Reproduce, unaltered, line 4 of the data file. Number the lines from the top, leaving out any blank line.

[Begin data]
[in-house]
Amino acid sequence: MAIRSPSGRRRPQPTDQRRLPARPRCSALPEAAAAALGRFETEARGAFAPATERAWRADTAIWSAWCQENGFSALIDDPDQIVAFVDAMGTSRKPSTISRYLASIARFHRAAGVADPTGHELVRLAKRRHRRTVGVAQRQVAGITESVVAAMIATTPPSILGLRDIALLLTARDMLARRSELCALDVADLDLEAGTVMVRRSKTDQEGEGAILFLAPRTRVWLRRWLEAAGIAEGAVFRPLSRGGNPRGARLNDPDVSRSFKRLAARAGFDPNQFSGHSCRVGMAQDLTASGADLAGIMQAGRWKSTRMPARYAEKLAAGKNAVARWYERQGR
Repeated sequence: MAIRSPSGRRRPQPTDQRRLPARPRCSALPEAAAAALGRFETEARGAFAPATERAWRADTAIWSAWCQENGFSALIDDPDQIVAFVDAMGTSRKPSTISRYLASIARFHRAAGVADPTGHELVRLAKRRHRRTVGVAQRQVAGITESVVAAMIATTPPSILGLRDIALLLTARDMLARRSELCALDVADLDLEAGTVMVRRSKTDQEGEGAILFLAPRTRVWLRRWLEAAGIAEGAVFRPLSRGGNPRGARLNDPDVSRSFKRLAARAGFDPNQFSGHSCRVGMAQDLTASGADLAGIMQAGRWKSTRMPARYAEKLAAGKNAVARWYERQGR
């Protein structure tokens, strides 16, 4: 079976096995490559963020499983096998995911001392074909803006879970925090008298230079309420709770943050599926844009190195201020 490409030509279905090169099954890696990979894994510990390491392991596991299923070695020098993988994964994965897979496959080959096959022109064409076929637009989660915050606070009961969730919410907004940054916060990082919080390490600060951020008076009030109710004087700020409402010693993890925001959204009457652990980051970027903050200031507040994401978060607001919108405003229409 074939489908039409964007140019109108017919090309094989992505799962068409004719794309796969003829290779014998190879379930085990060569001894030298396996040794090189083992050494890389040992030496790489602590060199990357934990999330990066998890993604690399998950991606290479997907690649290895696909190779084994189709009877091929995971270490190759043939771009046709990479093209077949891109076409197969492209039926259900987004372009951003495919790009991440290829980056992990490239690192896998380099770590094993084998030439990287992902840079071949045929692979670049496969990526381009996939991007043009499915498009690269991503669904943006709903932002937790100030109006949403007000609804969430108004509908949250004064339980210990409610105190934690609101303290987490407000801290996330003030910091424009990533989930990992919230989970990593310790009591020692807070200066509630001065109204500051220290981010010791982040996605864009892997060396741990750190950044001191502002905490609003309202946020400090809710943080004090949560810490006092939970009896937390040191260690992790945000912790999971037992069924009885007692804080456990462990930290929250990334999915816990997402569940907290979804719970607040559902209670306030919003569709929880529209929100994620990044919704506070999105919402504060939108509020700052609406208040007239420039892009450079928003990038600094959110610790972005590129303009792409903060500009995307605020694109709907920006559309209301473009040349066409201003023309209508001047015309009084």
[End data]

């Protein structure tokens, strides 16, 4: 079976096995490559963020499983096998995911001392074909803006879970925090008298230079309420709770943050599926844009190195201020 490409030509279905090169099954890696990979894994510990390491392991596991299923070695020098993988994964994965897979496959080959096959022109064409076929637009989660915050606070009961969730919410907004940054916060990082919080390490600060951020008076009030109710004087700020409402010693993890925001959204009457652990980051970027903050200031507040994401978060607001919108405003229409 074939489908039409964007140019109108017919090309094989992505799962068409004719794309796969003829290779014998190879379930085990060569001894030298396996040794090189083992050494890389040992030496790489602590060199990357934990999330990066998890993604690399998950991606290479997907690649290895696909190779084994189709009877091929995971270490190759043939771009046709990479093209077949891109076409197969492209039926259900987004372009951003495919790009991440290829980056992990490239690192896998380099770590094993084998030439990287992902840079071949045929692979670049496969990526381009996939991007043009499915498009690269991503669904943006709903932002937790100030109006949403007000609804969430108004509908949250004064339980210990409610105190934690609101303290987490407000801290996330003030910091424009990533989930990992919230989970990593310790009591020692807070200066509630001065109204500051220290981010010791982040996605864009892997060396741990750190950044001191502002905490609003309202946020400090809710943080004090949560810490006092939970009896937390040191260690992790945000912790999971037992069924009885007692804080456990462990930290929250990334999915816990997402569940907290979804719970607040559902209670306030919003569709929880529209929100994620990044919704506070999105919402504060939108509020700052609406208040007239420039892009450079928003990038600094959110610790972005590129303009792409903060500009995307605020694109709907920006559309209301473009040349066409201003023309209508001047015309009084």